For many of the moms that I work with, their breast pump becomes an almost constant companion. They get schlepped from home to work to carpool lane to church to business trips and back home again. I had to giggle recently at this fantastic tweet from Carson Daly, bragging on his wife who, at 2 weeks postpartum, was toting her breast pump to the Emmys!
For all the hard work they do for us (and all the MUCH harder work we, as moms, do to MAKE the milk), they deserve some care to keep them working at their best. Here are a few suggestions to keep your breast pump in top notch condition:
Read the Manual
I know this one seems obvious but I’m sure I’m not alone as a chronic “toss the manual in a drawer” kind of girl. However, to make your breast pump work for YOU, take some time to read how the manufacturer intended it to work. You’ll likely learn something new.
Sanitize and Wash Your Breast Pump Parts
Before you use your breast pump for the first time, make sure to sanitize all the parts that are going to touch you or your milk (flanges, collection containers, valves). You can do this either by boiling them or sanitizing them in the dishwasher. Unless you have a fragile baby and/or your doctor has advised you otherwise, this type of sanitizing isn’t necessary every day. Simply wash breast pump parts in warm, soapy water and air dry.
Keep Your Breast Pump Clean
All the outside of your breast pump needs is a quick wipe-down with a warm, damp cloth. Some moms like to swipe a disinfecting cloth over top from time to time as well. If the outside of the bag gets dirty, you can wipe it down in the same manner. The tubes don’t require any special cleaning. If you see condensation inside, allow your breast pump to run for a few minutes after pumping to allow them to air out. If you own a Hygeia EnDeare, take special care to not get the membrane (the part where the tubes attach to the pump) wet.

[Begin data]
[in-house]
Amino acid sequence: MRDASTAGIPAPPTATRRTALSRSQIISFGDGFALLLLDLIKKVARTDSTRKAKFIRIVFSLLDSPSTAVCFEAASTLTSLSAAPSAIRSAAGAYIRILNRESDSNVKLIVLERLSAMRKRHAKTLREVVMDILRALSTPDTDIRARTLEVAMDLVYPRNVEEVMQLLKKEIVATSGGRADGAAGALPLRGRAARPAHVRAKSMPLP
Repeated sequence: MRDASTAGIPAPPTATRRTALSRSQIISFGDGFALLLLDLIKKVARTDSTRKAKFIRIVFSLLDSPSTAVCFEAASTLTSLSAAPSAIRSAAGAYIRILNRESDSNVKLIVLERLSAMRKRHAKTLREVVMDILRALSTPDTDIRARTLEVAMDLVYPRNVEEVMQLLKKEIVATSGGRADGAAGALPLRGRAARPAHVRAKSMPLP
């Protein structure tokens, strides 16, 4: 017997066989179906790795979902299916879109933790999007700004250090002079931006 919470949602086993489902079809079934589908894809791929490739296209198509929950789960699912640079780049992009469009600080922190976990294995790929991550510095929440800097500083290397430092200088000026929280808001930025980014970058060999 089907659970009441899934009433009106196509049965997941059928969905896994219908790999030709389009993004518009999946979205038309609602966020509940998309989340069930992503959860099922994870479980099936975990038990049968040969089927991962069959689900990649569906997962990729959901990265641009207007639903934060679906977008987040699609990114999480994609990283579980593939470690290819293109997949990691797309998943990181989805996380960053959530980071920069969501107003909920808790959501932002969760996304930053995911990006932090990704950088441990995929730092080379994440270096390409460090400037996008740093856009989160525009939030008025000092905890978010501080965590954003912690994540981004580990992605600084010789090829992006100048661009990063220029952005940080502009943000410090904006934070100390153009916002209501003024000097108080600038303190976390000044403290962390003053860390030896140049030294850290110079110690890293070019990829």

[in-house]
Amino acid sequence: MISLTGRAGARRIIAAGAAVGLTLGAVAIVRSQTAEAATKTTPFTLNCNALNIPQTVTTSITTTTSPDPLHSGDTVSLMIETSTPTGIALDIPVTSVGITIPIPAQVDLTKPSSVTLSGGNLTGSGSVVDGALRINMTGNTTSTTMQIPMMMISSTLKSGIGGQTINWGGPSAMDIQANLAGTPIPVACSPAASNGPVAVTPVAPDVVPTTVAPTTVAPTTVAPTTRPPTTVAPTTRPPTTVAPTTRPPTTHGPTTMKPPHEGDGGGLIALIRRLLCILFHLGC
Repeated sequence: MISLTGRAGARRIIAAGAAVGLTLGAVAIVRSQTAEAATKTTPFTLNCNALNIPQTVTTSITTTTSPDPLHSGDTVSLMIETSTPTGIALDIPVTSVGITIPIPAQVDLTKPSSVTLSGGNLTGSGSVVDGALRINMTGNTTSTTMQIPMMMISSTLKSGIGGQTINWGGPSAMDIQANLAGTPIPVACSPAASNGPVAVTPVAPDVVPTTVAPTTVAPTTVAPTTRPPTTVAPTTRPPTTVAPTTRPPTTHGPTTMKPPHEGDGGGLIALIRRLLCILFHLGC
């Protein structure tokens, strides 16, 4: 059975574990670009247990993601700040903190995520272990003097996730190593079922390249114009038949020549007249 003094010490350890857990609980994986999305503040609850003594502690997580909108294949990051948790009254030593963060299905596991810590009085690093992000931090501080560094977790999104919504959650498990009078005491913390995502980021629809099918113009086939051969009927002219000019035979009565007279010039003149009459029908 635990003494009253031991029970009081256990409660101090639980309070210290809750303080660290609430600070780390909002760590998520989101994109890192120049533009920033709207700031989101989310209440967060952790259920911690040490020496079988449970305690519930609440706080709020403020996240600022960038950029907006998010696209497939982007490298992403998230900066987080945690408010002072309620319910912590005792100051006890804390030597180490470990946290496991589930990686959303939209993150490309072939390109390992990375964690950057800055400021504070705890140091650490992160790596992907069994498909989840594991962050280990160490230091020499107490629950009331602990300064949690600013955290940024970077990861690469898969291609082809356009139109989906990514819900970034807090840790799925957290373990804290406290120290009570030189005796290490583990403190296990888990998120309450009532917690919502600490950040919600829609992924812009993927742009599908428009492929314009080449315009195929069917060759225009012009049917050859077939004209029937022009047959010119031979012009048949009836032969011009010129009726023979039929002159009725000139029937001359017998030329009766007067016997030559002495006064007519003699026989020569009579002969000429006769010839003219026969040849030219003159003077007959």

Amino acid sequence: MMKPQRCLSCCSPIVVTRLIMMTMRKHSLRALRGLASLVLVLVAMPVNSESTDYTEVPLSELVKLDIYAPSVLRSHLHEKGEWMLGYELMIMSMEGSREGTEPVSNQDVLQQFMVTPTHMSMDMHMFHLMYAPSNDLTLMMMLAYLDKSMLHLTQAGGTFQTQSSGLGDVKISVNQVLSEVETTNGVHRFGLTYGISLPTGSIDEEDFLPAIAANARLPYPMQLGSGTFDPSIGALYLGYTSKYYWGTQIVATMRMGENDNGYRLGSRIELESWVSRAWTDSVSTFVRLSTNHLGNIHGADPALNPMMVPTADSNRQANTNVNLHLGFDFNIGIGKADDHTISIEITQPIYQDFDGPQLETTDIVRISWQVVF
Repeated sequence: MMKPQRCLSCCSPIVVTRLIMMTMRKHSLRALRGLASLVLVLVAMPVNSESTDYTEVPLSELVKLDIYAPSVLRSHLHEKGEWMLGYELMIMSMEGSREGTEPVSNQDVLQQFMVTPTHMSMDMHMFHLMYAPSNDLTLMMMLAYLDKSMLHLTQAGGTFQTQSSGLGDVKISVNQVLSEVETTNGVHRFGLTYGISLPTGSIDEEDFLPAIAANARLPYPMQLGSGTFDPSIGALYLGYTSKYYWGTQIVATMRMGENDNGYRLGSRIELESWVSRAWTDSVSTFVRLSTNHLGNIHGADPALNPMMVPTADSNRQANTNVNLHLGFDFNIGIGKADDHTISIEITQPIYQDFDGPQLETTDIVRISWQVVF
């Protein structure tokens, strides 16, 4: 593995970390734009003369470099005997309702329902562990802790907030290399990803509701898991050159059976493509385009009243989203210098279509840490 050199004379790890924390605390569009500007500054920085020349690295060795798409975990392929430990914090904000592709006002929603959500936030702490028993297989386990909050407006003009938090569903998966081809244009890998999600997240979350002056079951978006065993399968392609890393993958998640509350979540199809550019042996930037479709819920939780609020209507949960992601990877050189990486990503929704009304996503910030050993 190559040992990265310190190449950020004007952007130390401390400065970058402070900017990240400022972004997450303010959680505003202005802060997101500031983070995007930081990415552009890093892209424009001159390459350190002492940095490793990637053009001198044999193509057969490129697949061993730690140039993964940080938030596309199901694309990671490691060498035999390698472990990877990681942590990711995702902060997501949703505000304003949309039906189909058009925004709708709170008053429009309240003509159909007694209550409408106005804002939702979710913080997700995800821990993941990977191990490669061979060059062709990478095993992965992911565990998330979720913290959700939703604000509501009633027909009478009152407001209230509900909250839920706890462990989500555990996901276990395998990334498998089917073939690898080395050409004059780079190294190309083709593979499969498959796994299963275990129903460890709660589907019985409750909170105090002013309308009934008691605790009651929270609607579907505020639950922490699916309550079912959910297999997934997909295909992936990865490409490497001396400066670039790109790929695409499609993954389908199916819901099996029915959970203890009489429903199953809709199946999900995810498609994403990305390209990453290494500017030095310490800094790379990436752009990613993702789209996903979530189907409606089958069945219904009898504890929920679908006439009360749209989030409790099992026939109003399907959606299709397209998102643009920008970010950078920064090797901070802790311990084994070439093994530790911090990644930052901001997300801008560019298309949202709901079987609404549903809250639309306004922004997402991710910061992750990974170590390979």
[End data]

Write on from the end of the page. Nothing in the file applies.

Be Kind to Your Battery
If your pump comes with an internal battery, be sure to charge the battery fully before using and allow it to completely discharge before charging again. Charging the battery and then using only part of the charge before plugging it back into wall power will decrease the life of your battery. If you know you are not going to use the battery for more than two weeks, put a few minutes of charge on the battery and then be sure to discharge it completely before charging again.
Avoid Extreme Temperatures
We’ve all done it…left something important in our vehicle during a sweltering day or in the dead of winter. Just like you wouldn’t be comfortable in these conditions, neither is your breast pump. Take it inside.
Replace Valves and Membranes and Check the Suction
Just like our vehicles, sometimes our breast pumps have a little hiccup and aren’t performing quite as they should. If you experience this, make sure to first check the valves and membranes for rips or misalignment. Look closely…do they just seem like they are at the end of their life? If so, replace them. (You can find replacement parts for your Hygeia pump HERE). These parts require some gentle care and are essential for your breast pump to work the way it should. If replacing these doesn’t fix the problem, it would be wise to check the pump suction. Weak suction isn’t going to allow you to be the most efficient pumper that you can be. Many retailers and lactation consultants have gauges that will tell you if your pump is working at its ideal level.
Have Questions? Ask.
Above all, if something is funky with your pump, ask for help. If you own a Hygeia pump, please contact us at (888) 786-7466. We can help you to troubleshoot over the phone and, if need be, suggest a course of action to get your pump working again.